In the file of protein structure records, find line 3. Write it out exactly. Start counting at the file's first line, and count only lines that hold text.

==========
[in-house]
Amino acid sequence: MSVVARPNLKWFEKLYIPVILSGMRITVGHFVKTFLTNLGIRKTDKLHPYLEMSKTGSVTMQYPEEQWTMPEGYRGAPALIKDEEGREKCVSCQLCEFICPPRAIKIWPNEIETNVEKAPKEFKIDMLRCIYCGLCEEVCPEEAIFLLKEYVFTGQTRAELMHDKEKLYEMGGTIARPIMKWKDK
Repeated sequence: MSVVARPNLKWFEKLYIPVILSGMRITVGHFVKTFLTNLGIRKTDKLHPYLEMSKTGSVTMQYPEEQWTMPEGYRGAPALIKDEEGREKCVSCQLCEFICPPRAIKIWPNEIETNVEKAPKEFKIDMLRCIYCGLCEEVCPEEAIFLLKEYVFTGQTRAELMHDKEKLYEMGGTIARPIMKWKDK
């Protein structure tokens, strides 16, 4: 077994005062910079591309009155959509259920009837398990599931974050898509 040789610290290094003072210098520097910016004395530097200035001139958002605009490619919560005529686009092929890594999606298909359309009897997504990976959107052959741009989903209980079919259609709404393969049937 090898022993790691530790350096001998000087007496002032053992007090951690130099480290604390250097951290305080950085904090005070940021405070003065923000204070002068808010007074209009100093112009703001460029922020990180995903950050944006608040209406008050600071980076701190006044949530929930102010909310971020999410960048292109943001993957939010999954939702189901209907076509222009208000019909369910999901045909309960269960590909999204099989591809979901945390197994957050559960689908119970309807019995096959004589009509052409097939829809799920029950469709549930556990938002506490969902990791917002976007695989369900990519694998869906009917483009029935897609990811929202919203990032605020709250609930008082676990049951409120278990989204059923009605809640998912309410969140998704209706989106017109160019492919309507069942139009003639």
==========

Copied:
Repeated sequence: MSVVARPNLKWFEKLYIPVILSGMRITVGHFVKTFLTNLGIRKTDKLHPYLEMSKTGSVTMQYPEEQWTMPEGYRGAPALIKDEEGREKCVSCQLCEFICPPRAIKIWPNEIETNVEKAPKEFKIDMLRCIYCGLCEEVCPEEAIFLLKEYVFTGQTRAELMHDKEKLYEMGGTIARPIMKWKDK